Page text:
26 May Telehealth and the New Look of Therapy Services
As we continue to adapt to a new normal forced upon us by the COVID-19 pandemic, our number one priority is the health and well-being of the individuals we serve. Many of those individuals thrive with a steady routine and the support of behavioral therapists, recreation therapists and music therapists among many others. At New Hope, these therapy services generally take place in-person and rely on the individual’s ability to connect with the therapist. One of the biggest challenges for New Hope and other services providers like it has been pivoting these services to be provided virtually. Despite the obvious health and safety benefits, the transition to telehealth services raised several concerns about its effectiveness for the vulnerable population that we serve.
Can telehealth therapy services create the same positive outcomes for those we serve? For the majority of the individuals who participate, the answer is yes.
Most of New Hope’s Behavior Consultants have seen similar positive results from their sessions with some basic modifications. Specifically, many of the individuals we serve have difficulty maintaining focus for long periods of time without physical cues and a distraction-free environment. Many of them have found telehealth services successful in shorter than usual sessions held more frequently. For example, rather than meeting with a therapist once a week for several hours, our clients are finding telehealth to be more effective by meeting virtually or over the phone several times a week for 30 minute sessions. There are certainly some barriers to this method of therapy being completely successful, but for the majority of the individuals we serve, telehealth services have been extremely effective as we have responded to the COVID-19 situation.
For music and recreation therapy, telehealth has brought many of the same challenges and benefits as it has for behavioral therapy. However, the lack of in-person contact limits the way these therapies work. In a typical music therapy session, a client might play a number of instruments provided by New Hope or their therapist. For recreation therapy, they may ride a bike or learn how to bead a bracelet. These activities are all limited now to whatever items a client has available to them at home and whatever new skills a therapist is able to demonstrate or teach over video. Because of these limitations, telehealth is not necessarily the best long-term solution for music and recreation therapy. For now, however, it is a great way to stay connected to the individuals we serve and to offer them a small piece of their usual routine.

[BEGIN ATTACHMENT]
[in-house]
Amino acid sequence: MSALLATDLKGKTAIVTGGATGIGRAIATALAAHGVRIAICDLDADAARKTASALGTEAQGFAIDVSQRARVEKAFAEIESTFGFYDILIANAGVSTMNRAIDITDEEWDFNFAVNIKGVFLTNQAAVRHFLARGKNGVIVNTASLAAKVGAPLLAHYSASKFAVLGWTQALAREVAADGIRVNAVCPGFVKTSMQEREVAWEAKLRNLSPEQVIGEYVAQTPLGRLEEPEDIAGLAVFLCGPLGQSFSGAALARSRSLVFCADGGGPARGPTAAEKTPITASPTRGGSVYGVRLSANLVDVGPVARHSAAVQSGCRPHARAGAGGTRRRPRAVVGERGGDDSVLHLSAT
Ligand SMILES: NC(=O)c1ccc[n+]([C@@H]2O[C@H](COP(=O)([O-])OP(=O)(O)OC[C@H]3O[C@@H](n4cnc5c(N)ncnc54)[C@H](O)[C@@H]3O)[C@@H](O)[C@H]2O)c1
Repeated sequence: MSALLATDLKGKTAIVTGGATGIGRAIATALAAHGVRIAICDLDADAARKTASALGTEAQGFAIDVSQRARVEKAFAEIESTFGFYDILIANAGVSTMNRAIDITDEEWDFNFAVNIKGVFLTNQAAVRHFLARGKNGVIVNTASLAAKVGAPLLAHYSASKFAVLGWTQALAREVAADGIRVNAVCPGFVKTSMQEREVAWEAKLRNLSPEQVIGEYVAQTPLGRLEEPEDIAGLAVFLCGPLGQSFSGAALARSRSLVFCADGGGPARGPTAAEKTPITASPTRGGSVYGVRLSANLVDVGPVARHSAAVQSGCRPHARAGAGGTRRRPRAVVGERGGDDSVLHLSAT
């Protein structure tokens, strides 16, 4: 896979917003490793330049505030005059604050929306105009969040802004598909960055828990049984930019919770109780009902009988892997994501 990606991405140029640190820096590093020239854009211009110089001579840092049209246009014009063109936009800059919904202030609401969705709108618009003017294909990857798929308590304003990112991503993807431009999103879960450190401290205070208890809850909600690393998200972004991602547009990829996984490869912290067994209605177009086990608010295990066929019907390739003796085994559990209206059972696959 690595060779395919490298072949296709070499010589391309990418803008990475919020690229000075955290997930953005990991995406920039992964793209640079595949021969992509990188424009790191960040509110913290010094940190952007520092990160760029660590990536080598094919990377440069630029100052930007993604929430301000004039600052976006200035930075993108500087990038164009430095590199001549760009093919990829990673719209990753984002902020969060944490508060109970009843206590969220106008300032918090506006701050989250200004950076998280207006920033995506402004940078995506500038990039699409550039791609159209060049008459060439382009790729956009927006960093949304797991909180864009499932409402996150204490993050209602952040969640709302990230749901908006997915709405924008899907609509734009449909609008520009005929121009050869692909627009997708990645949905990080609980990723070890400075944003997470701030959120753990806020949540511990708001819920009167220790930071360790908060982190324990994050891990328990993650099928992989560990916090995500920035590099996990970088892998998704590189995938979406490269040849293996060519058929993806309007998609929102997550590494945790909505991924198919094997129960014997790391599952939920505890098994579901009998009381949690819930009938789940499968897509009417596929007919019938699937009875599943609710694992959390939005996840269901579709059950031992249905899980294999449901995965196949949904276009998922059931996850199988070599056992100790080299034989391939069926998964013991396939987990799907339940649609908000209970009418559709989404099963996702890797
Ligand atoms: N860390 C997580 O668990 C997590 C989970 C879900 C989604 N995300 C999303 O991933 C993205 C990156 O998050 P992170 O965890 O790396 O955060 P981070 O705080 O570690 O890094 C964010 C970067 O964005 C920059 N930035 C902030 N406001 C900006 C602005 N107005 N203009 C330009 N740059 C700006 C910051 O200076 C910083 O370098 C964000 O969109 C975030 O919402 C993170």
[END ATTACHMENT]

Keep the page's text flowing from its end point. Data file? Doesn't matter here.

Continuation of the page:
All of our therapists are missing out on the normal, face-to-face interaction that they are used to, and are worried about the individuals they work with and their mental health. While many of their clients are keeping in good spirits, they are feeling lonely and bored. We work so hard to make sure that the individuals we serve are able to be an integral part of our community, so this time of social distancing and, in some cases, isolation is proving to be especially difficult on them. Telehealth services have allowed our therapists to connect in creative and unique ways to promote the well-being of those we serve, but we are all looking forward to finding a way to be together again as soon as it’s safe to do so.
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